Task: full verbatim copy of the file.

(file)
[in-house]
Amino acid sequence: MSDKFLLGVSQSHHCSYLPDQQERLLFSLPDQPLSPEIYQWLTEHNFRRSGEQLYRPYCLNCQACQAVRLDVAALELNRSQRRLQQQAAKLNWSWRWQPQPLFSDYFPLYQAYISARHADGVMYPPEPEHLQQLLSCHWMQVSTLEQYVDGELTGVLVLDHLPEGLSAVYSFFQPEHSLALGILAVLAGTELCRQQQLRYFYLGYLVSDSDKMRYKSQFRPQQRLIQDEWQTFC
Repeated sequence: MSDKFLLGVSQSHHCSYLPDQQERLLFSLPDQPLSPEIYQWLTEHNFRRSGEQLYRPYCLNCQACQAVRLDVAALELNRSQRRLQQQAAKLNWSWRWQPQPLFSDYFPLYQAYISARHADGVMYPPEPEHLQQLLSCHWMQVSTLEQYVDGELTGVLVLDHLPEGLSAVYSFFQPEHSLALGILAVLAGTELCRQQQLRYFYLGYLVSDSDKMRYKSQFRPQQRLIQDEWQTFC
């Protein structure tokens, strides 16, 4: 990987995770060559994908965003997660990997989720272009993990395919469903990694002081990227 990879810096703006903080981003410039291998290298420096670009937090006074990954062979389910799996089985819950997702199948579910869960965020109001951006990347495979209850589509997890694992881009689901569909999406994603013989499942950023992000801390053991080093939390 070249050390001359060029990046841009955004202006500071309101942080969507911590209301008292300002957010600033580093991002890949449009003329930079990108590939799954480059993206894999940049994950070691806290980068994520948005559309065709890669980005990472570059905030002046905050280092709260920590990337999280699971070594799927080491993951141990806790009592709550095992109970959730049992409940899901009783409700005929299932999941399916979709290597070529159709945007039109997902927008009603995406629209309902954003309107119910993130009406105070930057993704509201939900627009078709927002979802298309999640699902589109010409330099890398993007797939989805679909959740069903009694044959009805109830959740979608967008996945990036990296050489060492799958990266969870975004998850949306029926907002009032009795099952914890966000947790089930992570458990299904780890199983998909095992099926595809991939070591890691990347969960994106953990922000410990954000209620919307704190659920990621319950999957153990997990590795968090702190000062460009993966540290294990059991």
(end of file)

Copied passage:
[in-house]
Amino acid sequence: MSDKFLLGVSQSHHCSYLPDQQERLLFSLPDQPLSPEIYQWLTEHNFRRSGEQLYRPYCLNCQACQAVRLDVAALELNRSQRRLQQQAAKLNWSWRWQPQPLFSDYFPLYQAYISARHADGVMYPPEPEHLQQLLSCHWMQVSTLEQYVDGELTGVLVLDHLPEGLSAVYSFFQPEHSLALGILAVLAGTELCRQQQLRYFYLGYLVSDSDKMRYKSQFRPQQRLIQDEWQTFC
Repeated sequence: MSDKFLLGVSQSHHCSYLPDQQERLLFSLPDQPLSPEIYQWLTEHNFRRSGEQLYRPYCLNCQACQAVRLDVAALELNRSQRRLQQQAAKLNWSWRWQPQPLFSDYFPLYQAYISARHADGVMYPPEPEHLQQLLSCHWMQVSTLEQYVDGELTGVLVLDHLPEGLSAVYSFFQPEHSLALGILAVLAGTELCRQQQLRYFYLGYLVSDSDKMRYKSQFRPQQRLIQDEWQTFC
């Protein structure tokens, strides 16, 4: 990987995770060559994908965003997660990997989720272009993990395919469903990694002081990227 990879810096703006903080981003410039291998290298420096670009937090006074990954062979389910799996089985819950997702199948579910869960965020109001951006990347495979209850589509997890694992881009689901569909999406994603013989499942950023992000801390053991080093939390 070249050390001359060029990046841009955004202006500071309101942080969507911590209301008292300002957010600033580093991002890949449009003329930079990108590939799954480059993206894999940049994950070691806290980068994520948005559309065709890669980005990472570059905030002046905050280092709260920590990337999280699971070594799927080491993951141990806790009592709550095992109970959730049992409940899901009783409700005929299932999941399916979709290597070529159709945007039109997902927008009603995406629209309902954003309107119910993130009406105070930057993704509201939900627009078709927002979802298309999640699902589109010409330099890398993007797939989805679909959740069903009694044959009805109830959740979608967008996945990036990296050489060492799958990266969870975004998850949306029926907002009032009795099952914890966000947790089930992570458990299904780890199983998909095992099926595809991939070591890691990347969960994106953990922000410990954000209620919307704190659920990621319950999957153990997990590795968090702190000062460009993966540290294990059991």